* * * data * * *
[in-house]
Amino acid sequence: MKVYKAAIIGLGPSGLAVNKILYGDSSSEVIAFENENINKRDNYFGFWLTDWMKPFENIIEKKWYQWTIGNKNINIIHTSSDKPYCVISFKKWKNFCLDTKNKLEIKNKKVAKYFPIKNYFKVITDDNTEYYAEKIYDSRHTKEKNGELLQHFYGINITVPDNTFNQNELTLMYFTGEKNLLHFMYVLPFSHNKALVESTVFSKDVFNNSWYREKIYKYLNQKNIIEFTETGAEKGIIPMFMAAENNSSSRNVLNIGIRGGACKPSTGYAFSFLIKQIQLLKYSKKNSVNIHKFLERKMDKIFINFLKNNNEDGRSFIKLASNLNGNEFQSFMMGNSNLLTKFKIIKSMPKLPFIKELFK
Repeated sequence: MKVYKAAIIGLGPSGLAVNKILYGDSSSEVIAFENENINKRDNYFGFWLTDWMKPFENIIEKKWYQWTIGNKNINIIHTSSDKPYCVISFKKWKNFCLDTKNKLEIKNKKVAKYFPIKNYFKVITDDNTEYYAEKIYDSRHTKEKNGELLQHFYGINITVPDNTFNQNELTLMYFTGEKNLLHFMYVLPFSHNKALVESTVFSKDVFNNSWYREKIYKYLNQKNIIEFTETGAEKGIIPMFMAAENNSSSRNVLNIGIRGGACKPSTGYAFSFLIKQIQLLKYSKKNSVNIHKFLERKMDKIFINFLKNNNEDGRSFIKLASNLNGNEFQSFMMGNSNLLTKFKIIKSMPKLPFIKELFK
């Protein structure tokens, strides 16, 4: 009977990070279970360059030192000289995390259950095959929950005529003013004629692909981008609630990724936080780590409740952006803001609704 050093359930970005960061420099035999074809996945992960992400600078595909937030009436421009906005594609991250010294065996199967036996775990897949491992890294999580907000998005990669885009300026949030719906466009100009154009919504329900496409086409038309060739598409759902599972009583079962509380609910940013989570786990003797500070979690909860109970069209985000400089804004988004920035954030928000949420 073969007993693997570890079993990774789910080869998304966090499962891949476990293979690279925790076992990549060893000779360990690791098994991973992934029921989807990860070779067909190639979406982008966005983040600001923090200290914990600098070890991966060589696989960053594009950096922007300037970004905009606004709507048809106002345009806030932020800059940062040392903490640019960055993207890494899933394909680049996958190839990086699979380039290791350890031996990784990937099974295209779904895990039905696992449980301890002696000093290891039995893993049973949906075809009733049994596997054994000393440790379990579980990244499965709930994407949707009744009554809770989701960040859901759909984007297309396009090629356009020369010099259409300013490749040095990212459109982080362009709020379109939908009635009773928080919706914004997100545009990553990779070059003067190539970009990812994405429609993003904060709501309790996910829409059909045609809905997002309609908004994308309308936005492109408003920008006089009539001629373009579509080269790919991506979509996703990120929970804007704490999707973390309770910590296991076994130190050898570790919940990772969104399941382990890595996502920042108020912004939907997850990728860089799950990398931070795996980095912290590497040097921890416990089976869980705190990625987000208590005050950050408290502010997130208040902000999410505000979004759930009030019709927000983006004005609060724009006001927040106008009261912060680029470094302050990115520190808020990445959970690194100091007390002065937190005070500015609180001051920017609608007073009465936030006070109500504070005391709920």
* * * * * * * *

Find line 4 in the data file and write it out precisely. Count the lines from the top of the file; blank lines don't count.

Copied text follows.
């Protein structure tokens, strides 16, 4: 009977990070279970360059030192000289995390259950095959929950005529003013004629692909981008609630990724936080780590409740952006803001609704 050093359930970005960061420099035999074809996945992960992400600078595909937030009436421009906005594609991250010294065996199967036996775990897949491992890294999580907000998005990669885009300026949030719906466009100009154009919504329900496409086409038309060739598409759902599972009583079962509380609910940013989570786990003797500070979690909860109970069209985000400089804004988004920035954030928000949420 073969007993693997570890079993990774789910080869998304966090499962891949476990293979690279925790076992990549060893000779360990690791098994991973992934029921989807990860070779067909190639979406982008966005983040600001923090200290914990600098070890991966060589696989960053594009950096922007300037970004905009606004709507048809106002345009806030932020800059940062040392903490640019960055993207890494899933394909680049996958190839990086699979380039290791350890031996990784990937099974295209779904895990039905696992449980301890002696000093290891039995893993049973949906075809009733049994596997054994000393440790379990579980990244499965709930994407949707009744009554809770989701960040859901759909984007297309396009090629356009020369010099259409300013490749040095990212459109982080362009709020379109939908009635009773928080919706914004997100545009990553990779070059003067190539970009990812994405429609993003904060709501309790996910829409059909045609809905997002309609908004994308309308936005492109408003920008006089009539001629373009579509080269790919991506979509996703990120929970804007704490999707973390309770910590296991076994130190050898570790919940990772969104399941382990890595996502920042108020912004939907997850990728860089799950990398931070795996980095912290590497040097921890416990089976869980705190990625987000208590005050950050408290502010997130208040902000999410505000979004759930009030019709927000983006004005609060724009006001927040106008009261912060680029470094302050990115520190808020990445959970690194100091007390002065937190005070500015609180001051920017609608007073009465936030006070109500504070005391709920």